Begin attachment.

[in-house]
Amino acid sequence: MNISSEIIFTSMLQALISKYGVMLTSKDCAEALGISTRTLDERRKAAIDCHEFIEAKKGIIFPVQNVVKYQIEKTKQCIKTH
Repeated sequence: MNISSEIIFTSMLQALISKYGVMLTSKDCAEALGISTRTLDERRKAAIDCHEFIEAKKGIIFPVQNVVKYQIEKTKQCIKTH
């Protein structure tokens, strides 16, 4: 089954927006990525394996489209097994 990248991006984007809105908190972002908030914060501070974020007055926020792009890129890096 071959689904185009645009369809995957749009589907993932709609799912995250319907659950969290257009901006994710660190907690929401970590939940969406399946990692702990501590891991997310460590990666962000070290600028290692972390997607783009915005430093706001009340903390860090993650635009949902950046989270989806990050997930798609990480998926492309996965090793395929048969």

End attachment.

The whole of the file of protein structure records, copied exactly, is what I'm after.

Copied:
[in-house]
Amino acid sequence: MNISSEIIFTSMLQALISKYGVMLTSKDCAEALGISTRTLDERRKAAIDCHEFIEAKKGIIFPVQNVVKYQIEKTKQCIKTH
Repeated sequence: MNISSEIIFTSMLQALISKYGVMLTSKDCAEALGISTRTLDERRKAAIDCHEFIEAKKGIIFPVQNVVKYQIEKTKQCIKTH
């Protein structure tokens, strides 16, 4: 089954927006990525394996489209097994 990248991006984007809105908190972002908030914060501070974020007055926020792009890129890096 071959689904185009645009369809995957749009589907993932709609799912995250319907659950969290257009901006994710660190907690929401970590939940969406399946990692702990501590891991997310460590990666962000070290600028290692972390997607783009915005430093706001009340903390860090993650635009949902950046989270989806990050997930798609990480998926492309996965090793395929048969």